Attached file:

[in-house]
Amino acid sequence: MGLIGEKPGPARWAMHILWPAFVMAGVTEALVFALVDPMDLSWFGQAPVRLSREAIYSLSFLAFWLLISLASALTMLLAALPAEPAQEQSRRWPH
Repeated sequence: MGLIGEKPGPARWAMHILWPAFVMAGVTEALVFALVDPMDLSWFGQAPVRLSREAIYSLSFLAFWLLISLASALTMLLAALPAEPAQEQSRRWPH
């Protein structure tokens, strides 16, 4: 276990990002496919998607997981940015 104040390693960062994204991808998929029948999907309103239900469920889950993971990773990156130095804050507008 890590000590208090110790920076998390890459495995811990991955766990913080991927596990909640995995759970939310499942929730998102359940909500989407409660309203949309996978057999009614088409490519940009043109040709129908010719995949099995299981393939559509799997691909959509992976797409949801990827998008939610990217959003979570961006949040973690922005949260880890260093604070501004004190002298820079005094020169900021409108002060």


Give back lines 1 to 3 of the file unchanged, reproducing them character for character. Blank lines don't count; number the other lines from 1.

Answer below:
[in-house]
Amino acid sequence: MGLIGEKPGPARWAMHILWPAFVMAGVTEALVFALVDPMDLSWFGQAPVRLSREAIYSLSFLAFWLLISLASALTMLLAALPAEPAQEQSRRWPH
Repeated sequence: MGLIGEKPGPARWAMHILWPAFVMAGVTEALVFALVDPMDLSWFGQAPVRLSREAIYSLSFLAFWLLISLASALTMLLAALPAEPAQEQSRRWPH